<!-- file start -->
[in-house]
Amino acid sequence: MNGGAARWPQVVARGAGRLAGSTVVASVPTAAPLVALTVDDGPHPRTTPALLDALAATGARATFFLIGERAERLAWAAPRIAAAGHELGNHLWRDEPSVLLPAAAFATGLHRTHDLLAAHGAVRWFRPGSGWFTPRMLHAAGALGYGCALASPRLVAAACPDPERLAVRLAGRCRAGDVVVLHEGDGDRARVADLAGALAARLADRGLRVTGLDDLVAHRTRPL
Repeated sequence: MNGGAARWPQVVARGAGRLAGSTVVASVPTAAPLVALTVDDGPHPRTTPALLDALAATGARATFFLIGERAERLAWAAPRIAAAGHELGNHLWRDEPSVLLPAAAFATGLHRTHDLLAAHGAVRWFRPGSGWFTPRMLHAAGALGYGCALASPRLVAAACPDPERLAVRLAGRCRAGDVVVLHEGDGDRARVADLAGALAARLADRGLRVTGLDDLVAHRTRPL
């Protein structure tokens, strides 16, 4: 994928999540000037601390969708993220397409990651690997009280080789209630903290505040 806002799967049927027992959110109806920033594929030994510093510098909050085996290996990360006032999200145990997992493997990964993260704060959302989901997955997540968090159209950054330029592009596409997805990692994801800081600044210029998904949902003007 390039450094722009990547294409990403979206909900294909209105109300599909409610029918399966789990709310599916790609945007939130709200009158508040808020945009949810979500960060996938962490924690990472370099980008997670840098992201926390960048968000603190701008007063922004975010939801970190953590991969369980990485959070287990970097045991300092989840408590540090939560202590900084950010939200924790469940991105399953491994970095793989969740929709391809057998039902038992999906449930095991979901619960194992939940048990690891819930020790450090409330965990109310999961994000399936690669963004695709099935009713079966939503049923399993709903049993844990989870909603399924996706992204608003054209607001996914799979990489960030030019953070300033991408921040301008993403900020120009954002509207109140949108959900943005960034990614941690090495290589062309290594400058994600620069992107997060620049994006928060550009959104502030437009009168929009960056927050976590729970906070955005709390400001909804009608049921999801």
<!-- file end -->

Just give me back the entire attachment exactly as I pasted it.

[in-house]
Amino acid sequence: MNGGAARWPQVVARGAGRLAGSTVVASVPTAAPLVALTVDDGPHPRTTPALLDALAATGARATFFLIGERAERLAWAAPRIAAAGHELGNHLWRDEPSVLLPAAAFATGLHRTHDLLAAHGAVRWFRPGSGWFTPRMLHAAGALGYGCALASPRLVAAACPDPERLAVRLAGRCRAGDVVVLHEGDGDRARVADLAGALAARLADRGLRVTGLDDLVAHRTRPL
Repeated sequence: MNGGAARWPQVVARGAGRLAGSTVVASVPTAAPLVALTVDDGPHPRTTPALLDALAATGARATFFLIGERAERLAWAAPRIAAAGHELGNHLWRDEPSVLLPAAAFATGLHRTHDLLAAHGAVRWFRPGSGWFTPRMLHAAGALGYGCALASPRLVAAACPDPERLAVRLAGRCRAGDVVVLHEGDGDRARVADLAGALAARLADRGLRVTGLDDLVAHRTRPL
């Protein structure tokens, strides 16, 4: 994928999540000037601390969708993220397409990651690997009280080789209630903290505040 806002799967049927027992959110109806920033594929030994510093510098909050085996290996990360006032999200145990997992493997990964993260704060959302989901997955997540968090159209950054330029592009596409997805990692994801800081600044210029998904949902003007 390039450094722009990547294409990403979206909900294909209105109300599909409610029918399966789990709310599916790609945007939130709200009158508040808020945009949810979500960060996938962490924690990472370099980008997670840098992201926390960048968000603190701008007063922004975010939801970190953590991969369980990485959070287990970097045991300092989840408590540090939560202590900084950010939200924790469940991105399953491994970095793989969740929709391809057998039902038992999906449930095991979901619960194992939940048990690891819930020790450090409330965990109310999961994000399936690669963004695709099935009713079966939503049923399993709903049993844990989870909603399924996706992204608003054209607001996914799979990489960030030019953070300033991408921040301008993403900020120009954002509207109140949108959900943005960034990614941690090495290589062309290594400058994600620069992107997060620049994006928060550009959104502030437009009168929009960056927050976590729970906070955005709390400001909804009608049921999801």